NASA recently announced that they had removed US astronaut Jeanette Epps from the team headed on an upcoming mission to the International Space Station (ISS) just a few months before launch.
Making History In Space
The reasons for the removal of this particular US astronaut are unclear, as Jeanette Epps certainly seems to be qualified in all senses of the word. The removal is also significant, as Epps was to be the first African-American US astronaut assigned to the space station team.
CollectSPACE reports that while six African-American astronauts – Robert Curbeam, Alvin Drew, Joan Higginbotham, Leland Melvin, Robert Satcher, and Stephanie Wilson – have previously visited the ISS on resupply missions, Epps would have been the first of her ethnicity to serve aboard the space station’s resident crew.
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News of Epps appointment as a US astronaut set to travel to the space station made waves online, with many outlets excited about this step towards greater racial representation in the ranks of NASA’s elite astronauts. Back when the story of her appointment first broke in late 2017, Woman’s Day magazine reported that “after almost a decade of training in robotics and the Russian language—so that she can communicate with the cosmonauts on her mission—she will become the first African-American to live and work long-term at the International Space Station.”
After her appointment to the mission, Epps recognized what her status as a US astronaut heading to the space station meant for young woman with dreams of heading to space and accomplishing great things. “Jeanette knows that little girls, including her nieces, ages 5 and 6, are watching. [She would’ve had] with her a few of their drawings, a reminder of a world where girls never have to think the word ‘impossible at all. ‘I want little girls to believe in infinite possibilities,’ says Jeanette. ‘I want them to see me and think, Oh, that’s just what women do.’”
She was scheduled to fly to the space station about the Russian Soyuz flight, the way we ferry a US astronaut to outer space at this point in time, although NASA is currently working with Boeing and SpaceX to reduce the country’s reliance on Russian infrastructure.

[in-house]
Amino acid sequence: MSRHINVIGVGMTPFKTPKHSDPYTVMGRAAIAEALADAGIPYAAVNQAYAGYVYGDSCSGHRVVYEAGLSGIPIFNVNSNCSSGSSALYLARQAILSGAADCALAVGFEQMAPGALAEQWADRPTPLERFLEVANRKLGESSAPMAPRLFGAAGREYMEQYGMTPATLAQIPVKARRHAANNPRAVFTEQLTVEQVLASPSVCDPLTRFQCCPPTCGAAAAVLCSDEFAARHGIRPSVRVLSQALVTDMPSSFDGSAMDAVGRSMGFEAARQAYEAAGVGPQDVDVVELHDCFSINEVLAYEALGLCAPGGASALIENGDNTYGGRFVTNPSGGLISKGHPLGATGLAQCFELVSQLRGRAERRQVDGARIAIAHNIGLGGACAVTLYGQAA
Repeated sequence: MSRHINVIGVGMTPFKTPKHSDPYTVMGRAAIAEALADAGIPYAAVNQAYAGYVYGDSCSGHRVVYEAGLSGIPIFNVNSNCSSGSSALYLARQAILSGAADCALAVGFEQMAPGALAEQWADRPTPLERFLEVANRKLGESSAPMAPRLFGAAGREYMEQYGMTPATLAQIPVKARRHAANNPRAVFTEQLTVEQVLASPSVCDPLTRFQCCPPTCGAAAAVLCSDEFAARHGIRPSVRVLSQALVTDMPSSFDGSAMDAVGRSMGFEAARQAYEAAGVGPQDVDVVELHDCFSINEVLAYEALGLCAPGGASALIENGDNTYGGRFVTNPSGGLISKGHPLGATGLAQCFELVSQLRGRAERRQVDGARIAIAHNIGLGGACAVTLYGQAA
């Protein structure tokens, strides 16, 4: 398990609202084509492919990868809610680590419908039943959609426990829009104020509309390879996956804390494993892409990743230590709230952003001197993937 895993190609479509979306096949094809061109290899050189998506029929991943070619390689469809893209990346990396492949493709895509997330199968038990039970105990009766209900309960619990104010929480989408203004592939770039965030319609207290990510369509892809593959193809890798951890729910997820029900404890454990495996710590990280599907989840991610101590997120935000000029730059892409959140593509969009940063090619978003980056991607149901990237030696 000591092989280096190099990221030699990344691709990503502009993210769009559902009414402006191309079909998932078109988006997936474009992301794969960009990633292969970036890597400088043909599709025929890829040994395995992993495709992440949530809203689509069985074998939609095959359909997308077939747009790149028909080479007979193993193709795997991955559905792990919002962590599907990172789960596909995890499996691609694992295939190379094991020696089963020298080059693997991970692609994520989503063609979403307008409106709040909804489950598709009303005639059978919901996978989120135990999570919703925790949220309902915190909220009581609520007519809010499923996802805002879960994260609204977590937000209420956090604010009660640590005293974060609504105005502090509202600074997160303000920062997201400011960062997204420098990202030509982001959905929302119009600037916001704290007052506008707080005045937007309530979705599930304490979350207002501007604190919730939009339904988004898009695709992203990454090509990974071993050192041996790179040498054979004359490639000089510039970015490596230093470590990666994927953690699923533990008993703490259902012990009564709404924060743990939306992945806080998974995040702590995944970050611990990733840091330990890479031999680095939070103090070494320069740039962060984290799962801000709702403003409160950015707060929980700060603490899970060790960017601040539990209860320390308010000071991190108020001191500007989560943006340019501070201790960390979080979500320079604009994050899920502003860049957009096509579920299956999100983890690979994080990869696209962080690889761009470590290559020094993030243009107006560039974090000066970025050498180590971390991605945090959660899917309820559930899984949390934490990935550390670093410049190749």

As mentioned above, there’s currently no word on why she was removed, but the BBC reports that NASA did reiterate that she’s eligible for future missions – which makes the removal more confusing than it does explain why exactly it happened.
“Serena Aunon-Chancellor, who previously was assigned to Expedition 58/59, has been reassigned to the Expedition 56/57 crew, launching in June,” NASA announced. “She is taking the place of astronaut Jeanette Epps, who will return to NASA’s Johnson Space Center in Houston to assume duties in the Astronaut Office and be considered for assignment to future missions.”
The first African-American US astronaut to potentially serve as part of the resident crew on the International Space Station was expected to launch to the outpost from Baikonur, Kazakhstan, and would be traveling alongside German European Space Agency astronaut Alexander Gerst as well as the flight’s commander, Russian cosmonaut Sergei Propokev.
Jeanette Epps’ Background
Jeanette Epps, a US astronaut born in Syracuse, has her doctorate in aerospace engineering, which she completed in 2000. After the completion of her PhD, she spent two years working in a laboratory before being recruited by the Central Intelligence Agency (CIA).
Following her recruitment, Epps worked as a technical intelligence officer for seven years before she was admitted to the very selective NASA US astronaut class in 2009. During her time at the CIA, she made several deployments to Iraq.
Serena Auñón-Chancellor, Jeanette Epps’ replacement, is another US astronaut with impressive qualifications. As a medical doctor from Fort Collins, Colorado, Dr. Auñón-Chancellor has spent more than nine months in Russia supporting medical operations for crew members aboard the space station.
Currently, US astronaut Jeanette Epps has been reassigned to serve as a backup to Norishige Kanai, an astronaut with the Japan Aerospace Exploration Agency (JAXA). During a press conference regarding the reassignment, Kanai addressed Epps, stating that “We together went through all trainings and examinations and all of the requirements. I am pretty sure your time will come pretty, pretty soon.”
While this is no doubt a setback for Epps, she remains ready and waiting to become the first African-American US Astronaut to serve aboard the ISS crew. We’ll have to wait and see when she gets her chance to once again make space history.